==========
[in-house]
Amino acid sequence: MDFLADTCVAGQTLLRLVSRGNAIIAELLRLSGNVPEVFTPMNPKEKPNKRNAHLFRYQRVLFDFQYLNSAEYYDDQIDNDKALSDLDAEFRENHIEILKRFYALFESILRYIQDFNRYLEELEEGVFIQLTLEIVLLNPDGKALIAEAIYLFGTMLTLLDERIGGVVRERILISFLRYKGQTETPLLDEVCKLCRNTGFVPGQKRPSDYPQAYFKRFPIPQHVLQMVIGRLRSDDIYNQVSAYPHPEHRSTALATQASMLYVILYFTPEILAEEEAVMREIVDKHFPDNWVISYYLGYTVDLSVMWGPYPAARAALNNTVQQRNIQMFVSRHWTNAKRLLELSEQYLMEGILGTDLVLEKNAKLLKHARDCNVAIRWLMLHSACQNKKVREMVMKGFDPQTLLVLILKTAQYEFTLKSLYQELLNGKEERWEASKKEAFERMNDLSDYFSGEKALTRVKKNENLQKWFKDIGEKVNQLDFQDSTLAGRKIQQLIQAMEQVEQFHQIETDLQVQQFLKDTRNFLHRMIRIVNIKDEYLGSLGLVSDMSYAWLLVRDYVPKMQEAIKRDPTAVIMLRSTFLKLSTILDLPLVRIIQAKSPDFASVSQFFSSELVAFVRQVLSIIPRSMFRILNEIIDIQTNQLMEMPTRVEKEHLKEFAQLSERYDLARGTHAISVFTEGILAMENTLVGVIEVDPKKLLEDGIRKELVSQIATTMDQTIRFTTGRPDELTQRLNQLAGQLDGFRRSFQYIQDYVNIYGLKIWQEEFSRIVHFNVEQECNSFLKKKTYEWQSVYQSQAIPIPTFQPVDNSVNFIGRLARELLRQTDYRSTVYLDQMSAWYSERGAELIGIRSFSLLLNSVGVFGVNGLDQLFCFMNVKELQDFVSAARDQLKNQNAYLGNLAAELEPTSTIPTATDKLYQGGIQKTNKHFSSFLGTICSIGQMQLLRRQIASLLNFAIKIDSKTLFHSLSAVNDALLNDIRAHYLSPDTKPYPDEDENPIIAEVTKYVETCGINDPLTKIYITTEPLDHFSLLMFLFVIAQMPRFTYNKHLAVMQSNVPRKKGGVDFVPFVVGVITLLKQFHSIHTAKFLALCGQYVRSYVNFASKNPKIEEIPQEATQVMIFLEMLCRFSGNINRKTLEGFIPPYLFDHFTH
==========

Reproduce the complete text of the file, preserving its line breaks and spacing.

[in-house]
Amino acid sequence: MDFLADTCVAGQTLLRLVSRGNAIIAELLRLSGNVPEVFTPMNPKEKPNKRNAHLFRYQRVLFDFQYLNSAEYYDDQIDNDKALSDLDAEFRENHIEILKRFYALFESILRYIQDFNRYLEELEEGVFIQLTLEIVLLNPDGKALIAEAIYLFGTMLTLLDERIGGVVRERILISFLRYKGQTETPLLDEVCKLCRNTGFVPGQKRPSDYPQAYFKRFPIPQHVLQMVIGRLRSDDIYNQVSAYPHPEHRSTALATQASMLYVILYFTPEILAEEEAVMREIVDKHFPDNWVISYYLGYTVDLSVMWGPYPAARAALNNTVQQRNIQMFVSRHWTNAKRLLELSEQYLMEGILGTDLVLEKNAKLLKHARDCNVAIRWLMLHSACQNKKVREMVMKGFDPQTLLVLILKTAQYEFTLKSLYQELLNGKEERWEASKKEAFERMNDLSDYFSGEKALTRVKKNENLQKWFKDIGEKVNQLDFQDSTLAGRKIQQLIQAMEQVEQFHQIETDLQVQQFLKDTRNFLHRMIRIVNIKDEYLGSLGLVSDMSYAWLLVRDYVPKMQEAIKRDPTAVIMLRSTFLKLSTILDLPLVRIIQAKSPDFASVSQFFSSELVAFVRQVLSIIPRSMFRILNEIIDIQTNQLMEMPTRVEKEHLKEFAQLSERYDLARGTHAISVFTEGILAMENTLVGVIEVDPKKLLEDGIRKELVSQIATTMDQTIRFTTGRPDELTQRLNQLAGQLDGFRRSFQYIQDYVNIYGLKIWQEEFSRIVHFNVEQECNSFLKKKTYEWQSVYQSQAIPIPTFQPVDNSVNFIGRLARELLRQTDYRSTVYLDQMSAWYSERGAELIGIRSFSLLLNSVGVFGVNGLDQLFCFMNVKELQDFVSAARDQLKNQNAYLGNLAAELEPTSTIPTATDKLYQGGIQKTNKHFSSFLGTICSIGQMQLLRRQIASLLNFAIKIDSKTLFHSLSAVNDALLNDIRAHYLSPDTKPYPDEDENPIIAEVTKYVETCGINDPLTKIYITTEPLDHFSLLMFLFVIAQMPRFTYNKHLAVMQSNVPRKKGGVDFVPFVVGVITLLKQFHSIHTAKFLALCGQYVRSYVNFASKNPKIEEIPQEATQVMIFLEMLCRFSGNINRKTLEGFIPPYLFDHFTH